I remember a time when I was on tour in the still Soviet Union Russia. I arrived in January; it was bleak, gray, and cold. I didn't see sunshine for months. Every day was cloudy and there was always a bit of snow. I was in the company of strangers, in a land where I couldn't call home on a whim, receive mail daily or even read the newspaper. I felt lost.
I had trouble sleeping, jet lag I suppose, due to the time change. I would lay awake in the darkness, in the strange hotel room writing miserable letters home to my finance begging him to come visit. I celebrated my 29th birthday in Moscow, and the Russian theater crew presented me with a lovely cake~ a hummingbird cake it was called, because getting the ingredients was as difficult as catching a hummingbird!
I tried to appear grateful, I was, but inside I was so homesick, so miserable, I just wanted to go back to the lonely hotel room and cry. Everyday brought more snow, more gray dim light, and more frustrations.
The next stop was St. Petersburg/Leningrad: a beautiful city of waterways and bridges, set on the edge of the Baltic sea. There the sun did peek through occasionally and for relief I would walk the shore near the hotel picking up polished bits of glass tossed up on the beach by the cold salt waves. I stood for hours staring at the horizon wondering where Ky was, pointing myself towards it like Mecca, seeking out the love of my family, my friends.
Finally the show closed in Leningrad and we headed toward Tblissi, in Soviet Georgia. I advanced before the rest of the company, off schedule due to a stay in the Russian hospital overnight for something that was not appendicitis, and flew on a cranky, shuddering Aero Flot plane to Tblissi to land in the middle of a field in the middle of the night. I stood in the darkness, surrounded by strangers, women wrapped in babushkas, men in dark worn suits, holding suitcases tied together with string, children crying at being awakened from their night's slumber, and realized my team to pick me up was nowhere in sight. One of the Russians who had practiced English with me on the flight offered to take me to his home, his wife nodding eagerly until my friends could be found. I stood in the darkness, realizing the absurdity of the situation. Here I was, not speaking a word of Russian or Cyrillic, having no idea of the address of the theater or hotel at which I was supposed to be staying, no idea who was picking me up or when, and I just started to laugh. All these details were to have been taken care of by the tour director who assured me everything would be in place when I arrived, not to worry! She couldn't give me any information ahead of time, (remember this was still communist Russia) and I was just told to go, and trusting as I was, I did...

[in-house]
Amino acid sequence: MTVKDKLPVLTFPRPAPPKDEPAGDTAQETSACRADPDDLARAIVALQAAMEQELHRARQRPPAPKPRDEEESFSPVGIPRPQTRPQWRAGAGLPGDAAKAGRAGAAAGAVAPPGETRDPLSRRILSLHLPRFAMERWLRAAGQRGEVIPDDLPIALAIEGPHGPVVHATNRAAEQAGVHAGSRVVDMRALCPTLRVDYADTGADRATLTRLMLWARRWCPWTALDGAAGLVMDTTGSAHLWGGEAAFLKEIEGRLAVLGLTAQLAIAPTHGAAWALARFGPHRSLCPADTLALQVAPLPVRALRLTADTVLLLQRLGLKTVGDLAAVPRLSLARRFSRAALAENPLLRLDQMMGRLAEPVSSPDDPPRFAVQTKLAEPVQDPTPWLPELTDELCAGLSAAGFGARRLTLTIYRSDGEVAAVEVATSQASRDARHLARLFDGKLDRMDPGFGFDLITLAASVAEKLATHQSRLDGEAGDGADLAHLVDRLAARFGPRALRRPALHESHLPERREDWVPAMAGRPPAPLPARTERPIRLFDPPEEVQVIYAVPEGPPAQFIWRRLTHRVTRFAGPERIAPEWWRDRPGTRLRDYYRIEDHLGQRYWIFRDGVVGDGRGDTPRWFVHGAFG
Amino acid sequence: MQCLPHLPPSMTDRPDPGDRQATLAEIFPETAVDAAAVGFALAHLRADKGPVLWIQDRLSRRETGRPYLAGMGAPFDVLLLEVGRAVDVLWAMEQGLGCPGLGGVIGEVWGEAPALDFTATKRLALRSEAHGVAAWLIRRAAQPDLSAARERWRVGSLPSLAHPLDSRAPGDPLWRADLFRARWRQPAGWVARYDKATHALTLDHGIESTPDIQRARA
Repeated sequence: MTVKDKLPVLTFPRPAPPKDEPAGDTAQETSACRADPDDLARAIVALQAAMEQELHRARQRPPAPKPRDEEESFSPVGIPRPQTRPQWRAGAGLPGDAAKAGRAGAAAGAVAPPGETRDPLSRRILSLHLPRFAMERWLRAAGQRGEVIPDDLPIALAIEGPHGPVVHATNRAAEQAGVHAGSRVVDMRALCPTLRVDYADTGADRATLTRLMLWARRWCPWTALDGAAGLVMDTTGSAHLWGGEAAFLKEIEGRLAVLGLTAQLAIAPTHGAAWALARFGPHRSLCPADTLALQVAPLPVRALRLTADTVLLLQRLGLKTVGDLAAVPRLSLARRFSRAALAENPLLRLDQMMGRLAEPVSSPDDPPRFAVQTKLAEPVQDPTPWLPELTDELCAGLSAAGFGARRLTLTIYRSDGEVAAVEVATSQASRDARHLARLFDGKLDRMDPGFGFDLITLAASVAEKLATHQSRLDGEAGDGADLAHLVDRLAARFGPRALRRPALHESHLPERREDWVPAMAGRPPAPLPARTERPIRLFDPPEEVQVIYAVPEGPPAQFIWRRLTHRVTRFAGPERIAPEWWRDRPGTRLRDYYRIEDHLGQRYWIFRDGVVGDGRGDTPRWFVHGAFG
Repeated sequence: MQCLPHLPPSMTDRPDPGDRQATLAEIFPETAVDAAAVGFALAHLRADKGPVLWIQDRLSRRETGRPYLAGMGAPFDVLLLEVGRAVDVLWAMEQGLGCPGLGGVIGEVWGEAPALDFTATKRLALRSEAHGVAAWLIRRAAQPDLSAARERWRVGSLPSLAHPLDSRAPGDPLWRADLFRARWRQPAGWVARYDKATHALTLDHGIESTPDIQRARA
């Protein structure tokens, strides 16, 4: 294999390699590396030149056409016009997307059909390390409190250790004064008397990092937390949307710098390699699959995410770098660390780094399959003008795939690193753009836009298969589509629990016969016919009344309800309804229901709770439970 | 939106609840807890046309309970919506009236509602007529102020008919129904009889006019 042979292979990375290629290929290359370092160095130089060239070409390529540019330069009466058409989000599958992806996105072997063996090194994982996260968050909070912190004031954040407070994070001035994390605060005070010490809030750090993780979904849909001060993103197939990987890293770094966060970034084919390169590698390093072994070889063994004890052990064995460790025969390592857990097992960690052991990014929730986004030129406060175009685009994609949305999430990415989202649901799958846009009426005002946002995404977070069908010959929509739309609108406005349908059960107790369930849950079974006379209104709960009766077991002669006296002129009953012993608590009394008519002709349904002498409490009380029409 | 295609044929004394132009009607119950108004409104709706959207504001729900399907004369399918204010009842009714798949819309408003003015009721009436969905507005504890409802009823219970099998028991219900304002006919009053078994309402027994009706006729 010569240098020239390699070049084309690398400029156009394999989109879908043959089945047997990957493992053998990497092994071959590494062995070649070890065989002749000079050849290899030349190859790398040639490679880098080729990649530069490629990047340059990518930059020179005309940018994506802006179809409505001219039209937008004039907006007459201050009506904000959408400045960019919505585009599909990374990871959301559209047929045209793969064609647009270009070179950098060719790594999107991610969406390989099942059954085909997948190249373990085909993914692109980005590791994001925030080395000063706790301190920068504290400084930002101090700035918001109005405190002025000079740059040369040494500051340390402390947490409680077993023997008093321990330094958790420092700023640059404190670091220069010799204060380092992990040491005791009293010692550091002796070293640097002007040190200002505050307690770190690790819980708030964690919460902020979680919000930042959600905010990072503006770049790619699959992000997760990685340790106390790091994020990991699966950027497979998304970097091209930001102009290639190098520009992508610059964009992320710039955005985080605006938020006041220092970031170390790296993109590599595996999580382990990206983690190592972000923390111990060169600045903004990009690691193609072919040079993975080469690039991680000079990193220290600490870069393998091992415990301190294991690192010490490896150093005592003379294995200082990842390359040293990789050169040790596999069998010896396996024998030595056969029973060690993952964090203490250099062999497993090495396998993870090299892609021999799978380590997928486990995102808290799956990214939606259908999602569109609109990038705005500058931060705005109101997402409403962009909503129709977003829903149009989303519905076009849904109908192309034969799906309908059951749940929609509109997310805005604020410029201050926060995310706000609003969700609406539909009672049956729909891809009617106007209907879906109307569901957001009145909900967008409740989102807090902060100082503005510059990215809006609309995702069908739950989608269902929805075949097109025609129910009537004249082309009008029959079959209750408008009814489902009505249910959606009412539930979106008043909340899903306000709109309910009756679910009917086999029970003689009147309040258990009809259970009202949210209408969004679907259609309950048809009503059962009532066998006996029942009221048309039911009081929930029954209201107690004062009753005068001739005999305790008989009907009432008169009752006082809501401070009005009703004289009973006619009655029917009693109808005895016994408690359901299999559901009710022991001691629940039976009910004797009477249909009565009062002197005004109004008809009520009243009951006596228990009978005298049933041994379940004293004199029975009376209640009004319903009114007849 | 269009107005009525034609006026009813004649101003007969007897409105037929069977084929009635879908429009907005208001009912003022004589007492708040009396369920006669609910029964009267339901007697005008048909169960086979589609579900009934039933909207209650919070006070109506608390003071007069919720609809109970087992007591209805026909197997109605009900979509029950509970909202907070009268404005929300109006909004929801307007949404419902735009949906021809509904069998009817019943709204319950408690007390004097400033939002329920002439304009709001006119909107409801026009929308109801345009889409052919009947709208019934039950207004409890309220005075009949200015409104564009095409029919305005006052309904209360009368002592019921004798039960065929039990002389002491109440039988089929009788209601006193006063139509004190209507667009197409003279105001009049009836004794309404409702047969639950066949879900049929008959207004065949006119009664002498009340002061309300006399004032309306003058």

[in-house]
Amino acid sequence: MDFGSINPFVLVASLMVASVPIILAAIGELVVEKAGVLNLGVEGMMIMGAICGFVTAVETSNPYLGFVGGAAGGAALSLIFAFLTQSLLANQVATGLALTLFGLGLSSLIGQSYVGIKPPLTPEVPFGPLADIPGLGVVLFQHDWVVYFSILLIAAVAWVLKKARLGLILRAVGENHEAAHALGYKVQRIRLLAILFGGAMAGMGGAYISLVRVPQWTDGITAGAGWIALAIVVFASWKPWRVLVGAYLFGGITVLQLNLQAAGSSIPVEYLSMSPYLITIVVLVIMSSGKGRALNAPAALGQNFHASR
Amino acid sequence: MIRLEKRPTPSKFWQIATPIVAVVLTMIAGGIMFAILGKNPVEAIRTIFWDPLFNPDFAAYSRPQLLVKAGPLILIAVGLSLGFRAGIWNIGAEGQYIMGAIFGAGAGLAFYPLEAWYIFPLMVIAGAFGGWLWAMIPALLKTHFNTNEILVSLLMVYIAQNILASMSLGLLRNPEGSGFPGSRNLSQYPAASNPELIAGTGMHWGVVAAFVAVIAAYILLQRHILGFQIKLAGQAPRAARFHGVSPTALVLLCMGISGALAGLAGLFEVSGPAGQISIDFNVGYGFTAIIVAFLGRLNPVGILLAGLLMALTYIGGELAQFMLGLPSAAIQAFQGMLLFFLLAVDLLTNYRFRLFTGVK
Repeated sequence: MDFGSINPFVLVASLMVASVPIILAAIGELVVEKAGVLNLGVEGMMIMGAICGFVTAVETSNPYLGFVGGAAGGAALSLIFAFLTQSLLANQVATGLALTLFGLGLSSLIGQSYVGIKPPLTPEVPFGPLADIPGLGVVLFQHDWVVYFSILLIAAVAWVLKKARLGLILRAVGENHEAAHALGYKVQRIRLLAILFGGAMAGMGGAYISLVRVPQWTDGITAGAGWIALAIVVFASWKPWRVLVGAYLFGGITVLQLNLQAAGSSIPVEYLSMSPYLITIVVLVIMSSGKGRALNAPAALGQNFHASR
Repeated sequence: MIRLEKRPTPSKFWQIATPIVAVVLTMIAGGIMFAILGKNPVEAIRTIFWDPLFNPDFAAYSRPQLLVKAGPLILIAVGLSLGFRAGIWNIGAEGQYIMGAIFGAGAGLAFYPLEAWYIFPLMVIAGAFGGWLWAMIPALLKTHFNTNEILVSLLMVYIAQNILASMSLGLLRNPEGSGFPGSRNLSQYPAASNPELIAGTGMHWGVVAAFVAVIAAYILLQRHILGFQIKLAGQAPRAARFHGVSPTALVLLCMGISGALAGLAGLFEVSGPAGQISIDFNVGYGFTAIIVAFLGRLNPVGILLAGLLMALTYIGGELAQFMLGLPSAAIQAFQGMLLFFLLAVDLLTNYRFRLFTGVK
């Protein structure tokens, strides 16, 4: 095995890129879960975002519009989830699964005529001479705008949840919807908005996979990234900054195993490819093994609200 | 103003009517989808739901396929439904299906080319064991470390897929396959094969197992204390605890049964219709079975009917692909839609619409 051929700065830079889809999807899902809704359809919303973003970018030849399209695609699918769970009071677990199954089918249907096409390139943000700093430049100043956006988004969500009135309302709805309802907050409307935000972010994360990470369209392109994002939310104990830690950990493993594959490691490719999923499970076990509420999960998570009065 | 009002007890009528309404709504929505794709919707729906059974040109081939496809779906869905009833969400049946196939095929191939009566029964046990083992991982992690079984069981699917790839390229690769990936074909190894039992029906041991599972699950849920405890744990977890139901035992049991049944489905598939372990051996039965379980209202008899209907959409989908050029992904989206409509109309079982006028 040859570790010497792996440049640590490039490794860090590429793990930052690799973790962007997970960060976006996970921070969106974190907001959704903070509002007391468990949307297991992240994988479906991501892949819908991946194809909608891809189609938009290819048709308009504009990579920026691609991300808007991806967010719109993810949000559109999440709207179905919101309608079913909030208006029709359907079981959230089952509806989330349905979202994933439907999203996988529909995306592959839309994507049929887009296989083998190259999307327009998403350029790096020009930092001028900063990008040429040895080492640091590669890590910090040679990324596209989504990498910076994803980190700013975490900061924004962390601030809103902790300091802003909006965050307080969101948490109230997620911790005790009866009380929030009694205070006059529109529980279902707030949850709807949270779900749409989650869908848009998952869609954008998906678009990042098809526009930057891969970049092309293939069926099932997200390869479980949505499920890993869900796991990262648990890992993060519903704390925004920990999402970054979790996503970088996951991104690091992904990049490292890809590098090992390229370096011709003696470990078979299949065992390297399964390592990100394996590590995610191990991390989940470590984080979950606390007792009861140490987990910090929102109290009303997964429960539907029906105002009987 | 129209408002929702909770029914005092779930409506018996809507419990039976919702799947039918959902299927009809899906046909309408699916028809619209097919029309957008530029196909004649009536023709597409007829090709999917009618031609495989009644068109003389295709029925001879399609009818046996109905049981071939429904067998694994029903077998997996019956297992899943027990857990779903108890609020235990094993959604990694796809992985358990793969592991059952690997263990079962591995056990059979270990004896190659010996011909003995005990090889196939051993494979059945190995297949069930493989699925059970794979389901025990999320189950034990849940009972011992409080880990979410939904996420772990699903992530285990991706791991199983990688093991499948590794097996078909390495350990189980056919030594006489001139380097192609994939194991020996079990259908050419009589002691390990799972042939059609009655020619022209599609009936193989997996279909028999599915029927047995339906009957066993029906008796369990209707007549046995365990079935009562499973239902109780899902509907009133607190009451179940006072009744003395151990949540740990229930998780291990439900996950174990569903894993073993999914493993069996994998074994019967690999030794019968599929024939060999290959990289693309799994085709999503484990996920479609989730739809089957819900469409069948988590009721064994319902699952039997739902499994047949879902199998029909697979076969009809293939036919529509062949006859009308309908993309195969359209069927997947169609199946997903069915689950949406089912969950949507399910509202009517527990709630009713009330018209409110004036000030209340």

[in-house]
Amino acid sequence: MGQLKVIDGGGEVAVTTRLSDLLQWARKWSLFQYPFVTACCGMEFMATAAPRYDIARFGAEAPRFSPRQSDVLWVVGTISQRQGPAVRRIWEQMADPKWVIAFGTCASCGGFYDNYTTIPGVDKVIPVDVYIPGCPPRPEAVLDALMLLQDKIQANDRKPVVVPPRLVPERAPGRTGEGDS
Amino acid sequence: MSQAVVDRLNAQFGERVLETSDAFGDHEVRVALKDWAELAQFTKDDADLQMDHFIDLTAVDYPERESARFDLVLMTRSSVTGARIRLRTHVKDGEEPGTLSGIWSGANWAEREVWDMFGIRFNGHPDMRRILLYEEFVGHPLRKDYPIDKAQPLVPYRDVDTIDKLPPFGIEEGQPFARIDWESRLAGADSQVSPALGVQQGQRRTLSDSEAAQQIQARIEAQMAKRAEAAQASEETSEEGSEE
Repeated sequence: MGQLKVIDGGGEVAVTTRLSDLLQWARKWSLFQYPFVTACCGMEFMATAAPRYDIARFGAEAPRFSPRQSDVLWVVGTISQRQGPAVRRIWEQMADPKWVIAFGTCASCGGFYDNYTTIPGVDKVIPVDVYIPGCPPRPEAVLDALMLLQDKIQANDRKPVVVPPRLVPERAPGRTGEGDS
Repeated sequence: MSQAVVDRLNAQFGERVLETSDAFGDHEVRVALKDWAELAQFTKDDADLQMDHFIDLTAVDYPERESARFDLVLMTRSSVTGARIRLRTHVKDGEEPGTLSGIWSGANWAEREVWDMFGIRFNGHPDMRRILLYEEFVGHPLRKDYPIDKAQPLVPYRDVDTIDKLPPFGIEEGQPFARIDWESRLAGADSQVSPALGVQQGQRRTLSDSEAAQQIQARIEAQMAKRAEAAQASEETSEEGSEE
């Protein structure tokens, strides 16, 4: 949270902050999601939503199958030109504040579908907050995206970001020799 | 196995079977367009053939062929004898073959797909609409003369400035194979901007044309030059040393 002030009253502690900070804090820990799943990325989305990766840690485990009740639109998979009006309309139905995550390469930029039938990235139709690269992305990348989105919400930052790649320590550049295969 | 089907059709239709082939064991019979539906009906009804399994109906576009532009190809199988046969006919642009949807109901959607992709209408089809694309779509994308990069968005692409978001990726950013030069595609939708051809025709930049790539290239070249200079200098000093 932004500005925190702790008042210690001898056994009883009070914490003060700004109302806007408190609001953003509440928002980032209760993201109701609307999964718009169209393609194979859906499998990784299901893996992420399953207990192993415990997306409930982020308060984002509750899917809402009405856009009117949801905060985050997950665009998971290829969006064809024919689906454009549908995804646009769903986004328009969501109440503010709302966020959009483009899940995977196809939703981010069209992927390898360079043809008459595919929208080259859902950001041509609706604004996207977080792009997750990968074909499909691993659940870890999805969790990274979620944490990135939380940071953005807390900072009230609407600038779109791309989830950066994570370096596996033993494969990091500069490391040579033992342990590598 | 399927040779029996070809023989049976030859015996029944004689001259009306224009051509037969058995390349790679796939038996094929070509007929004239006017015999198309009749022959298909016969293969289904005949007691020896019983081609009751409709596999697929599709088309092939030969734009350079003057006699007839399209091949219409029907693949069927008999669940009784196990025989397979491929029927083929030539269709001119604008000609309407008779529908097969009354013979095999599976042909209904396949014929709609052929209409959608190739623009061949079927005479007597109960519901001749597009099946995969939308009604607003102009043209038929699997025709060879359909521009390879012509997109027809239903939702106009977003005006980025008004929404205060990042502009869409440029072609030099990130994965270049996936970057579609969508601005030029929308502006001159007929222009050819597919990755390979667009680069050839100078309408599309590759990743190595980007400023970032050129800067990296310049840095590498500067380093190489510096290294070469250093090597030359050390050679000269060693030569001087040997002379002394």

At the last possible moment as I was debating taking the offer of the husband and wife, a jeep roared out of the darkness with drunken lighting technicians spilling over the sides, yelling my name and brandishing bottles of vodka. My crew had arrived. I was kissed on both cheeks, pulled into the jeep after a hasty thanks and goodbye to my Russian husband and wife friends and driven helter skelter into the warm spring night.
Arriving at last at the hotel I found a feast laid out upon the balcony overlooking a beautiful moonlit river. There on the table was red wine, cheese, grapes and masses of cilantro and freshly baked flat bread. One of my crew members cut a slab of cheese, slapped in onto a hunk of bread, covered in cilantro and folded it over and handed it to me. "Eat" he proclaimed, "its Spring today!" I took a huge bite, as the cilantro, the first fresh vegetation I had had in months, burst fresh, green and fragrant in my mouth, the creamy cheese carrying the promise of gamboling lambs, the bread still warm and yeasty just baked within the hour...
I took a deep breath and smelled flowers, the river, the grapey wine as it flowed and I took bite after bite, knowing that for me spring would always and forever bear the pale green taste of cilantro.